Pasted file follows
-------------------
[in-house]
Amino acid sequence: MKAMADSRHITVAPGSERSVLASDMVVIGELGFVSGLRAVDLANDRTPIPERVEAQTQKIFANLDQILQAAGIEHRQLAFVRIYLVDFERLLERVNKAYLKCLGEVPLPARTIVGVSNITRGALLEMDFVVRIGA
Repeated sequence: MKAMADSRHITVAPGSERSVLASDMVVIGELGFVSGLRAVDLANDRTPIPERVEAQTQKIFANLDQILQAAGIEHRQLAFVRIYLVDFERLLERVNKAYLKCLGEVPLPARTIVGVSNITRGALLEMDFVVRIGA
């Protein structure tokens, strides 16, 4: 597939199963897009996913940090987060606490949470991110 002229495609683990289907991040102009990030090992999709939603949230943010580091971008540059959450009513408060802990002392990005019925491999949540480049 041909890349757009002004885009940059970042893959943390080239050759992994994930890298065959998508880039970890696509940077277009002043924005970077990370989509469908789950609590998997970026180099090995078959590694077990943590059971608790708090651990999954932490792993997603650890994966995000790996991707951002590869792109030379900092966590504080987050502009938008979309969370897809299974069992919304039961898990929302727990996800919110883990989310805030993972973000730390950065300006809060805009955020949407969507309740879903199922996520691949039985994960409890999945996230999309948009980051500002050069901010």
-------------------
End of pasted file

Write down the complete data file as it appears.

[in-house]
Amino acid sequence: MKAMADSRHITVAPGSERSVLASDMVVIGELGFVSGLRAVDLANDRTPIPERVEAQTQKIFANLDQILQAAGIEHRQLAFVRIYLVDFERLLERVNKAYLKCLGEVPLPARTIVGVSNITRGALLEMDFVVRIGA
Repeated sequence: MKAMADSRHITVAPGSERSVLASDMVVIGELGFVSGLRAVDLANDRTPIPERVEAQTQKIFANLDQILQAAGIEHRQLAFVRIYLVDFERLLERVNKAYLKCLGEVPLPARTIVGVSNITRGALLEMDFVVRIGA
């Protein structure tokens, strides 16, 4: 597939199963897009996913940090987060606490949470991110 002229495609683990289907991040102009990030090992999709939603949230943010580091971008540059959450009513408060802990002392990005019925491999949540480049 041909890349757009002004885009940059970042893959943390080239050759992994994930890298065959998508880039970890696509940077277009002043924005970077990370989509469908789950609590998997970026180099090995078959590694077990943590059971608790708090651990999954932490792993997603650890994966995000790996991707951002590869792109030379900092966590504080987050502009938008979309969370897809299974069992919304039961898990929302727990996800919110883990989310805030993972973000730390950065300006809060805009955020949407969507309740879903199922996520691949039985994960409890999945996230999309948009980051500002050069901010």